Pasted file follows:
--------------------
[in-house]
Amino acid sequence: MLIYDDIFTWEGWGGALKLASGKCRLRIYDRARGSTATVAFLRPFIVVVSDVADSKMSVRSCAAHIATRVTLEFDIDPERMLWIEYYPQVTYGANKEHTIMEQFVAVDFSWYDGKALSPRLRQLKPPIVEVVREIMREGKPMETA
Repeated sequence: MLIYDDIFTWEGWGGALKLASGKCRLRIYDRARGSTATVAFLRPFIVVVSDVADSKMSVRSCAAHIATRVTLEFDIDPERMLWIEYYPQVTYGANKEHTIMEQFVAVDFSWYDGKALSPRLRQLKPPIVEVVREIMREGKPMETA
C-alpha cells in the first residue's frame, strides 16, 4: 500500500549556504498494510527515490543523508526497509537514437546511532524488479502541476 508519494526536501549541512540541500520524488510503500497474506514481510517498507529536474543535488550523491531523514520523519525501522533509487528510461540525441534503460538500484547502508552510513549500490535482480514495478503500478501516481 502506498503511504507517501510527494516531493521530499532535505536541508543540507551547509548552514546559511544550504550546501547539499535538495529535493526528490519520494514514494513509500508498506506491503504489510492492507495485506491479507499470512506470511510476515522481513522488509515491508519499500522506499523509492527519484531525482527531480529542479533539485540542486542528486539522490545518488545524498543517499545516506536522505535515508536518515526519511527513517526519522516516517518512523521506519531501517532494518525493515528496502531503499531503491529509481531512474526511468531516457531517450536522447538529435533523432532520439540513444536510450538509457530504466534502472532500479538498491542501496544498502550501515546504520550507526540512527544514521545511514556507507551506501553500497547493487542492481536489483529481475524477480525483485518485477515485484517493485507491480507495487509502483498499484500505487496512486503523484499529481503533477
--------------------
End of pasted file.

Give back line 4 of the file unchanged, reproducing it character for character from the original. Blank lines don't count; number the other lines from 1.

C-alpha cells in the first residue's frame, strides 16, 4: 500500500549556504498494510527515490543523508526497509537514437546511532524488479502541476 508519494526536501549541512540541500520524488510503500497474506514481510517498507529536474543535488550523491531523514520523519525501522533509487528510461540525441534503460538500484547502508552510513549500490535482480514495478503500478501516481 502506498503511504507517501510527494516531493521530499532535505536541508543540507551547509548552514546559511544550504550546501547539499535538495529535493526528490519520494514514494513509500508498506506491503504489510492492507495485506491479507499470512506470511510476515522481513522488509515491508519499500522506499523509492527519484531525482527531480529542479533539485540542486542528486539522490545518488545524498543517499545516506536522505535515508536518515526519511527513517526519522516516517518512523521506519531501517532494518525493515528496502531503499531503491529509481531512474526511468531516457531517450536522447538529435533523432532520439540513444536510450538509457530504466534502472532500479538498491542501496544498502550501515546504520550507526540512527544514521545511514556507507551506501553500497547493487542492481536489483529481475524477480525483485518485477515485484517493485507491480507495487509502483498499484500505487496512486503523484499529481503533477